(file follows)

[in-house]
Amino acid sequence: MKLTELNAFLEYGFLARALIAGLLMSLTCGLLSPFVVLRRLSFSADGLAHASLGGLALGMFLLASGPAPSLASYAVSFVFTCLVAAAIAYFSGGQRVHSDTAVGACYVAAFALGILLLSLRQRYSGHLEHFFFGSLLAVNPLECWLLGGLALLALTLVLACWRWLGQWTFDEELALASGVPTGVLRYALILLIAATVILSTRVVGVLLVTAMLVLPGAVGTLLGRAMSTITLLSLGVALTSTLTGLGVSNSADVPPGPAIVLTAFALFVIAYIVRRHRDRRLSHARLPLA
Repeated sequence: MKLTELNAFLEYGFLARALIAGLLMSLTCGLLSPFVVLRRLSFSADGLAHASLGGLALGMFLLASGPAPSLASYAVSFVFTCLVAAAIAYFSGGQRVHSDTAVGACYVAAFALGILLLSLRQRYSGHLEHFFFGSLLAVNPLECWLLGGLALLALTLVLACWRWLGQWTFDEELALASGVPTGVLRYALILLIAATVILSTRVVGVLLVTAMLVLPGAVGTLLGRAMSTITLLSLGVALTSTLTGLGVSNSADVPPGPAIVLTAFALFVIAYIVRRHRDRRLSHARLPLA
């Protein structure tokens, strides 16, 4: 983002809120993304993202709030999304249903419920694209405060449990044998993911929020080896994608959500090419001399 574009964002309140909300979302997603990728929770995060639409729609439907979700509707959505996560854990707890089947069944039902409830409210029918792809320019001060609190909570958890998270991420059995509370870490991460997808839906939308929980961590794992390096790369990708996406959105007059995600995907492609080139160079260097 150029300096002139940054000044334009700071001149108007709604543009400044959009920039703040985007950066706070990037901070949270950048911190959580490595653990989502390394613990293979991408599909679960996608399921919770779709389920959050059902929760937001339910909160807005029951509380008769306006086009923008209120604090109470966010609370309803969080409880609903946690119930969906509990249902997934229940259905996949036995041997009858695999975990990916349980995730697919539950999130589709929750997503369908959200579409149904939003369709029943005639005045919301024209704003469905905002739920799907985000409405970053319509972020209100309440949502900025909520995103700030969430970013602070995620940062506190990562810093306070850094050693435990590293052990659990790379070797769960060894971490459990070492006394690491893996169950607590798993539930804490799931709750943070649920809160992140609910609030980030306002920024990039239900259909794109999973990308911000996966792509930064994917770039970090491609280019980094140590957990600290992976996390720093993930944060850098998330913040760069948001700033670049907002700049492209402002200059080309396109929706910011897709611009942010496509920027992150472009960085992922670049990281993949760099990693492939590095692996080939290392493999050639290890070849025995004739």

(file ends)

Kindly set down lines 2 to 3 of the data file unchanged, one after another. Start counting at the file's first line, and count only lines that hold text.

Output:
Amino acid sequence: MKLTELNAFLEYGFLARALIAGLLMSLTCGLLSPFVVLRRLSFSADGLAHASLGGLALGMFLLASGPAPSLASYAVSFVFTCLVAAAIAYFSGGQRVHSDTAVGACYVAAFALGILLLSLRQRYSGHLEHFFFGSLLAVNPLECWLLGGLALLALTLVLACWRWLGQWTFDEELALASGVPTGVLRYALILLIAATVILSTRVVGVLLVTAMLVLPGAVGTLLGRAMSTITLLSLGVALTSTLTGLGVSNSADVPPGPAIVLTAFALFVIAYIVRRHRDRRLSHARLPLA
Repeated sequence: MKLTELNAFLEYGFLARALIAGLLMSLTCGLLSPFVVLRRLSFSADGLAHASLGGLALGMFLLASGPAPSLASYAVSFVFTCLVAAAIAYFSGGQRVHSDTAVGACYVAAFALGILLLSLRQRYSGHLEHFFFGSLLAVNPLECWLLGGLALLALTLVLACWRWLGQWTFDEELALASGVPTGVLRYALILLIAATVILSTRVVGVLLVTAMLVLPGAVGTLLGRAMSTITLLSLGVALTSTLTGLGVSNSADVPPGPAIVLTAFALFVIAYIVRRHRDRRLSHARLPLA